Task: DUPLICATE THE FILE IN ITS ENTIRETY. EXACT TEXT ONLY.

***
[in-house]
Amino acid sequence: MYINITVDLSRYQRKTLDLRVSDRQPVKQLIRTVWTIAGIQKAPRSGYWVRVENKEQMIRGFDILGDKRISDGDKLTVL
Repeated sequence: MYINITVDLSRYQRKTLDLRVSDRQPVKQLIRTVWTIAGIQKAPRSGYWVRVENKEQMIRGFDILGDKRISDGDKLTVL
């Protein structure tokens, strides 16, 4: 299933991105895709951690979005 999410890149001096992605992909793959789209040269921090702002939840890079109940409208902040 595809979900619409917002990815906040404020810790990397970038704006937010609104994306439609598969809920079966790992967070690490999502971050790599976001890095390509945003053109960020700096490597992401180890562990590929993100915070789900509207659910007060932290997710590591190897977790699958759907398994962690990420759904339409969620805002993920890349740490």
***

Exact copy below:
[in-house]
Amino acid sequence: MYINITVDLSRYQRKTLDLRVSDRQPVKQLIRTVWTIAGIQKAPRSGYWVRVENKEQMIRGFDILGDKRISDGDKLTVL
Repeated sequence: MYINITVDLSRYQRKTLDLRVSDRQPVKQLIRTVWTIAGIQKAPRSGYWVRVENKEQMIRGFDILGDKRISDGDKLTVL
């Protein structure tokens, strides 16, 4: 299933991105895709951690979005 999410890149001096992605992909793959789209040269921090702002939840890079109940409208902040 595809979900619409917002990815906040404020810790990397970038704006937010609104994306439609598969809920079966790992967070690490999502971050790599976001890095390509945003053109960020700096490597992401180890562990590929993100915070789900509207659910007060932290997710590591190897977790699958759907398994962690990420759904339409969620805002993920890349740490």